In addition, this tax credit for surveillance cameras may create a new weakness for security. In October, a massive cyberattack that exploited personal cameras disabled Internet traffic across the country. EFF and independent security researchers have also discovered surveillance cameras that were openly accessible over the Internet, allowing anyone with a browser to watch live footage and manipulate the cameras. The potential for breaches will grow commensurately with the increase in the number of cameras in communities promoted by the tax incentive.

EFF urges Steinorth to amend A.B. 54 and, failing that, we ask his colleagues in the California legislature to vote against the bill. 

January 09, 2017 at 03:13PM
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NASA���s Cassini Spacecraft Prepares for Ring-Grazing Phase | Space Exploration | Sci-News.com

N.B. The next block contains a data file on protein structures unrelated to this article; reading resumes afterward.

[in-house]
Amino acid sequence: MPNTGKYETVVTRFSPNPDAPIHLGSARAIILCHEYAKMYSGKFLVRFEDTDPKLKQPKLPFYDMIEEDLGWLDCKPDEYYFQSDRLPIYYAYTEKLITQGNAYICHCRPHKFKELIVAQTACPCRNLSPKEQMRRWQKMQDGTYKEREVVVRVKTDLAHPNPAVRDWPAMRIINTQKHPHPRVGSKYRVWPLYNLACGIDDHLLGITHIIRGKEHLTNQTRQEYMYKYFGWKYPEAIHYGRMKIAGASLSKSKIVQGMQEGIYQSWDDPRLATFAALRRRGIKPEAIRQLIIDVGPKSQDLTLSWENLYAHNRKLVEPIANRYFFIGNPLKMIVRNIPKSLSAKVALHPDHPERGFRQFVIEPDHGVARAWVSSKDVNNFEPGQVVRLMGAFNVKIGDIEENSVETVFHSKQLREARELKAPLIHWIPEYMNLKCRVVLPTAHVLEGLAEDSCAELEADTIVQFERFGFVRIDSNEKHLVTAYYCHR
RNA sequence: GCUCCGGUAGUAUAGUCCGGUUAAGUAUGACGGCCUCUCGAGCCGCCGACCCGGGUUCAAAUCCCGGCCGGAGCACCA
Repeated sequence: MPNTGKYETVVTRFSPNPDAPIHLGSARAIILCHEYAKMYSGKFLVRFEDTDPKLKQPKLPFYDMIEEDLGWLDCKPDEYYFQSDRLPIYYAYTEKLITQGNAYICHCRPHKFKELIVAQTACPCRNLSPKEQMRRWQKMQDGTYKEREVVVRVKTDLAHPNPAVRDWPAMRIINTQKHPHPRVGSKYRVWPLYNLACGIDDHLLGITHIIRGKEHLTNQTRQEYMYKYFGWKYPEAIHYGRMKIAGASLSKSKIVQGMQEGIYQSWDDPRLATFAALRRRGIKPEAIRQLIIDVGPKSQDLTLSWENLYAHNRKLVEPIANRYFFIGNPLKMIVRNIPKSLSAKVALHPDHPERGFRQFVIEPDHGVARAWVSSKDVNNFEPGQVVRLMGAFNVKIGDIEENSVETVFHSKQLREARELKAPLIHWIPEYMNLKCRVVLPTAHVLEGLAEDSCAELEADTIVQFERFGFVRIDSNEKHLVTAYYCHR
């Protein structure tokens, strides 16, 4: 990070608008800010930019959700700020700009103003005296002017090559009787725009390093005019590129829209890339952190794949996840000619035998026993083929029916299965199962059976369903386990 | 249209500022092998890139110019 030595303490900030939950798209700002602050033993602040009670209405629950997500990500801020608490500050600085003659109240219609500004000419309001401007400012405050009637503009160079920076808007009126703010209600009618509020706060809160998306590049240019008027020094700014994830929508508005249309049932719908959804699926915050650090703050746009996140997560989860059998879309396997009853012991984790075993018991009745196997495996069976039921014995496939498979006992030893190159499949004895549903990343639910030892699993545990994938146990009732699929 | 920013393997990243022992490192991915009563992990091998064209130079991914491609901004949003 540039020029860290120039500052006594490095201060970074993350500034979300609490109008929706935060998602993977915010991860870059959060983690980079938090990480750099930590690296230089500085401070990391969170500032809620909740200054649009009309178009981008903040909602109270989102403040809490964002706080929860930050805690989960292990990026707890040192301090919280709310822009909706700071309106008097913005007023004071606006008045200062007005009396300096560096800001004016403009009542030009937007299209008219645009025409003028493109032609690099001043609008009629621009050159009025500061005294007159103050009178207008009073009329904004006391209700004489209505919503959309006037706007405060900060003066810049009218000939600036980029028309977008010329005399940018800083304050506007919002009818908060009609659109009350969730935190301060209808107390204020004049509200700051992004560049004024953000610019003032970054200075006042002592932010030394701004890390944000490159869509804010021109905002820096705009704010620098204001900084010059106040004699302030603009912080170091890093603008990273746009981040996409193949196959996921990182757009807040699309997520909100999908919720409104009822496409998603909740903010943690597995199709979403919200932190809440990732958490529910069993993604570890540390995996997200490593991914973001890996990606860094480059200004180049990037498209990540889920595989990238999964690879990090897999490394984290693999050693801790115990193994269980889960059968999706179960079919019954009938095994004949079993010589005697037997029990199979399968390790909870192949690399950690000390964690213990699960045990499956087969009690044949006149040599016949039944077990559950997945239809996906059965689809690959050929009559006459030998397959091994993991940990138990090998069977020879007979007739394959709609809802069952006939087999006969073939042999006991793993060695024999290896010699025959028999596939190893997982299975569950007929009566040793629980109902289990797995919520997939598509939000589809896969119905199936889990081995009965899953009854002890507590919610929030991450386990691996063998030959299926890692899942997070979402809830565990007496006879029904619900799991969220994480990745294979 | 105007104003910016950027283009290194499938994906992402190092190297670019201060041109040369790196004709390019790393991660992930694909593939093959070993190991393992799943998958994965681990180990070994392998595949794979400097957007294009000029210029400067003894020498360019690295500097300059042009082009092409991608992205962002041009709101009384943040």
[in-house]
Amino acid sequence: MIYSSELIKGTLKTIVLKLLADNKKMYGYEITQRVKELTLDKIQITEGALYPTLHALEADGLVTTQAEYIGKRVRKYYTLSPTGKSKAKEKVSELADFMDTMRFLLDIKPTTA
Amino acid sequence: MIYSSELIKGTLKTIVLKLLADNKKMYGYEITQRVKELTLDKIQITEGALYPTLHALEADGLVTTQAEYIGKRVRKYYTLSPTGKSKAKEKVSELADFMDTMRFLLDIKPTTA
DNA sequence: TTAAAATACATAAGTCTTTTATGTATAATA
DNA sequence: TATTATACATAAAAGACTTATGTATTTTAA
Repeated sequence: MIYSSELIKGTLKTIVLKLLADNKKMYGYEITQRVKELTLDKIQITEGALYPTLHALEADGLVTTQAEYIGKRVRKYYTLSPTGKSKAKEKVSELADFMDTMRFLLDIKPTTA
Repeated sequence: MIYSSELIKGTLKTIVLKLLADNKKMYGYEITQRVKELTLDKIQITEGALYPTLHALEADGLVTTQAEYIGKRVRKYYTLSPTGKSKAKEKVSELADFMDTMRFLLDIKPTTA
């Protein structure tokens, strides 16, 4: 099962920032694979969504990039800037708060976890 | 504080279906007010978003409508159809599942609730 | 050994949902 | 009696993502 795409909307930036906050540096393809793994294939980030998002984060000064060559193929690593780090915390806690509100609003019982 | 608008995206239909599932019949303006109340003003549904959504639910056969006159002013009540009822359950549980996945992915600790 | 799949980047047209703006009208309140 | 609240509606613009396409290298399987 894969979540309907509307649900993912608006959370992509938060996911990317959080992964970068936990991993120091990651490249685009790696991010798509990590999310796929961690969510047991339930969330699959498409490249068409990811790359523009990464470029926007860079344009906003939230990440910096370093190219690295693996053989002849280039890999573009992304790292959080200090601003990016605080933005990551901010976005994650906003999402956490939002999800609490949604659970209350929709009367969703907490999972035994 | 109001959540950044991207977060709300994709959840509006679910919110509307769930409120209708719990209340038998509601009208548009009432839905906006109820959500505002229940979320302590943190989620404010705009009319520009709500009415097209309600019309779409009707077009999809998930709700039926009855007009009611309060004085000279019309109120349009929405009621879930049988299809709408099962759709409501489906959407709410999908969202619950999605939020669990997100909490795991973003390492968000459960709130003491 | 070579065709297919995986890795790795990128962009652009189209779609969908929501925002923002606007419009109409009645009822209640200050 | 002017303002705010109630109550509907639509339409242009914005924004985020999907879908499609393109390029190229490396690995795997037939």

NASA���s Cassini Spacecraft Prepares for Ring-Grazing Phase | Space Exploration | Sci-News.com

NASA’s Cassini Spacecraft Prepares for Ring-Grazing Phase

In the final year of its epic voyage, on Nov. 30, NASA’s Cassini orbiter will begin a daring set of ‘ring-grazing orbits,’ skimming past the outside edge of Saturn’s main rings.

Artist’s concept of NASA’s Cassini spacecraft at Saturn. Image credit: NASA.

Artist’s concept of NASA’s Cassini spacecraft at Saturn. Image credit: NASA.

Launched in 1997, Cassini has been touring the Saturn system since arriving there in 2004 for an up-close study of the gas giant, its rings and moons.

During its journey, the probe has made numerous discoveries, including a global ocean within Enceladus and liquid methane seas on Titan.

On Nov. 30, following a gravitational nudge from Titan, Cassini will enter the first phase of the mission’s dramatic endgame.

Cassini will fly closer to Saturn’s rings than it has since its 2004 arrival. It will begin the closest study of the rings and offer unprecedented views of moons that orbit near them.

These orbits, a series of 20, are called ring-grazing orbits, or F-ring orbits.

During these weekly orbits, Cassini will approach to within 4,850 miles (7,800 km) of the center of the narrow F ring, with its peculiar kinked and braided structure.